In broad principle, yes. The devil is in the detail, of course: at face value, dga471’s description sounds like occasionalism - and that, in some forms, is a viable option. More broadly, to speak of God’s “lawlike” actions allows for any kind of secondary causes - provided one regards them as instruments of divine action, not autonomous entities. That would include “laws” or even “angels.”
The point would be that ones methodology, within science, would be geared to “regularity,” or “predictability,” without begging the metaphysical question with words like “naturalism” or “materialism.” So the mode of God’s regualr action (lkaws, angels, divine finger) would be covered by philosophy and theology - but without the current conceptual disjunction that encourages metaphysical naturalism.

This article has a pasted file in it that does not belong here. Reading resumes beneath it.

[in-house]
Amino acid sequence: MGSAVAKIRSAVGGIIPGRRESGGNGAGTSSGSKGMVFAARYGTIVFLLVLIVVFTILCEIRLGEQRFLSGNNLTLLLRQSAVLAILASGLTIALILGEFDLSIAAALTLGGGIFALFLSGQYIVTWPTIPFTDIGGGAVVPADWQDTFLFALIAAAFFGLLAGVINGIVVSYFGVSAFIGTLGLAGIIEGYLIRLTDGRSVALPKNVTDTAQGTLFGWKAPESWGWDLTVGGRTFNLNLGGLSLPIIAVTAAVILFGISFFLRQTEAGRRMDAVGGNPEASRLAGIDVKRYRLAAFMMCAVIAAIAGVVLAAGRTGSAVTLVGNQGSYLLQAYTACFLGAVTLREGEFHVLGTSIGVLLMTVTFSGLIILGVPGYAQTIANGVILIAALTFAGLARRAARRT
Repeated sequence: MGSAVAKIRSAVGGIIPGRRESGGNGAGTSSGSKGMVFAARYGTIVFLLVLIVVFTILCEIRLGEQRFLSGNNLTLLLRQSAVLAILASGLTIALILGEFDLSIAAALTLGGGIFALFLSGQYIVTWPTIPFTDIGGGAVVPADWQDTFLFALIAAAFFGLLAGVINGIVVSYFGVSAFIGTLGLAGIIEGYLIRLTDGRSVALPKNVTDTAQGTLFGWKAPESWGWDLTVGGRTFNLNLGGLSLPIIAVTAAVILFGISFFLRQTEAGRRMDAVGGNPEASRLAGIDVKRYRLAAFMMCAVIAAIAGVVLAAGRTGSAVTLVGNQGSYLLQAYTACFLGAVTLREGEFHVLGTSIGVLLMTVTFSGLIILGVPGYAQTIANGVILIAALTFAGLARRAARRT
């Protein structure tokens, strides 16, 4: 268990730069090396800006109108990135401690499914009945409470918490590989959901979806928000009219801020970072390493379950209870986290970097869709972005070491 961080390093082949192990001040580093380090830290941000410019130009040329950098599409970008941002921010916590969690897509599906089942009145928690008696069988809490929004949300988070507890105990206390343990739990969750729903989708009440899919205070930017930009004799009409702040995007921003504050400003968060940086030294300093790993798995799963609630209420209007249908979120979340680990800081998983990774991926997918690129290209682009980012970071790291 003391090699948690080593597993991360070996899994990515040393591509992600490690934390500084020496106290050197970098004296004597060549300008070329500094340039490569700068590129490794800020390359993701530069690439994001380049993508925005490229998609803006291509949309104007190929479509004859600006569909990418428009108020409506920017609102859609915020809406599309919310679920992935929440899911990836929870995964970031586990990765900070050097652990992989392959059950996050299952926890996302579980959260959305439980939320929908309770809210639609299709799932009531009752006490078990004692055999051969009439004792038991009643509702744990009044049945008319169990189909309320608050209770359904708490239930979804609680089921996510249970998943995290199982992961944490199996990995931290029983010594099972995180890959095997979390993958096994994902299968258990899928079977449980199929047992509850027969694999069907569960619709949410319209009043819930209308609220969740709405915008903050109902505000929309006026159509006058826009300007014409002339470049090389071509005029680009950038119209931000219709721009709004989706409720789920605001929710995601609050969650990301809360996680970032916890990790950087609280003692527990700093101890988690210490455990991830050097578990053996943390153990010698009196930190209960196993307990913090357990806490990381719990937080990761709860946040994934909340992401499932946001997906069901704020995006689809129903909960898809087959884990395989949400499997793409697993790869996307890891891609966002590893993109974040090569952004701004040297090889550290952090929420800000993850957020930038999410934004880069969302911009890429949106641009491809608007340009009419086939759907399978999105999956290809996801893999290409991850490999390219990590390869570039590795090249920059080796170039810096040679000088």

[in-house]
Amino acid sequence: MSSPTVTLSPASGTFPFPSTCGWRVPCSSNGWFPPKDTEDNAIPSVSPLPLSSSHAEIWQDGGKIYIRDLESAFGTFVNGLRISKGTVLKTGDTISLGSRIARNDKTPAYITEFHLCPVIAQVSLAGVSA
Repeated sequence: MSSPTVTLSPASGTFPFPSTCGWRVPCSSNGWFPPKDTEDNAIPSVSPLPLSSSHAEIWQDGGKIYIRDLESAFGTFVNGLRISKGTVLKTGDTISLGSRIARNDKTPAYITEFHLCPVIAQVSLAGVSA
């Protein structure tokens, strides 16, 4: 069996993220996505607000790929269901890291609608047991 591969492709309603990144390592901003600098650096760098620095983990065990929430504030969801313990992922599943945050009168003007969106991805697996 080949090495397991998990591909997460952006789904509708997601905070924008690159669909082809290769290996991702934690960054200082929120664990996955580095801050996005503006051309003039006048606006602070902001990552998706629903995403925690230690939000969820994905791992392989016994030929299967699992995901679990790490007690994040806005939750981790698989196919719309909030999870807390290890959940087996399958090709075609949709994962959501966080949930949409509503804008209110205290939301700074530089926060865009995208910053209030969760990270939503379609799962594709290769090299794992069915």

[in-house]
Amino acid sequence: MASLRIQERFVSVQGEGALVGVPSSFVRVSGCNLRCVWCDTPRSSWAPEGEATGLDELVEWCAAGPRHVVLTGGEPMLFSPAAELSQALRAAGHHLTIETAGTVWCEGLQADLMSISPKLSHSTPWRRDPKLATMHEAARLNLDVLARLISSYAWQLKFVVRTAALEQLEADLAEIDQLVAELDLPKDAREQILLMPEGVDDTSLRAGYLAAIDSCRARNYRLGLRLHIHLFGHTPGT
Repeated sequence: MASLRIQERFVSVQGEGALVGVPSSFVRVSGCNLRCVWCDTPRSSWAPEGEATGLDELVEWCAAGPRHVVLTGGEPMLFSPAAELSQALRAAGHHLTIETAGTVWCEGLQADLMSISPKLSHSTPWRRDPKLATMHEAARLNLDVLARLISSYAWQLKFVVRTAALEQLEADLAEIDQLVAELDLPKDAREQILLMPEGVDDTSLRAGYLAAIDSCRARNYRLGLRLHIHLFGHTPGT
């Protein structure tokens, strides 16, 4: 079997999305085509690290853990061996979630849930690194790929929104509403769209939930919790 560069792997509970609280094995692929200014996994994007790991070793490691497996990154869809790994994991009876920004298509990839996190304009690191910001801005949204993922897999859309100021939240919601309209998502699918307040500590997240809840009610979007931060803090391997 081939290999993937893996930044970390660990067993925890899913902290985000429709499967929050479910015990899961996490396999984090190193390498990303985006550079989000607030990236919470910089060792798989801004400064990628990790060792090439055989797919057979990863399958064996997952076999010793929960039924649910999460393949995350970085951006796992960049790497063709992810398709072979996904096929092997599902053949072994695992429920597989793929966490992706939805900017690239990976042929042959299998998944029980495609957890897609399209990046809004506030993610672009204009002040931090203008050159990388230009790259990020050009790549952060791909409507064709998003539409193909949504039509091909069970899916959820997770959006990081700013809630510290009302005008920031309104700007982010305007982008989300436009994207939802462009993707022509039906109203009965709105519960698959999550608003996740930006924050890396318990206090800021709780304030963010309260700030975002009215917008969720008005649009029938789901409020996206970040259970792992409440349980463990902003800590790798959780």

The other major problem to solve (vide the discussions on Bacon here and at the Hump) is how to view that which is not regular and predictable in relation to ones science. Miracles is one pole of that, but if nature is God’s instrument, then providential contingent action will be expected to exist alongside regular divine action, and needs to fall within ones account.
My solution is to recognise that the category of “random,” which at its purest just means “unknown, because not regular or predictable,” carries as much metaphysical baggage as “natural”. In fact, “theistic science” will do better by using “contingency” as a placeholder for “divine choice” and dispensing with the idea of “randomness”, just as it will do better by substituting “God’s regular actions” for “natural occurrences.”
The aim is not to change the science, but to enable the theist to engage the natural world using a language language with which they may also address spiritual matters. For the Christian, that means christological language.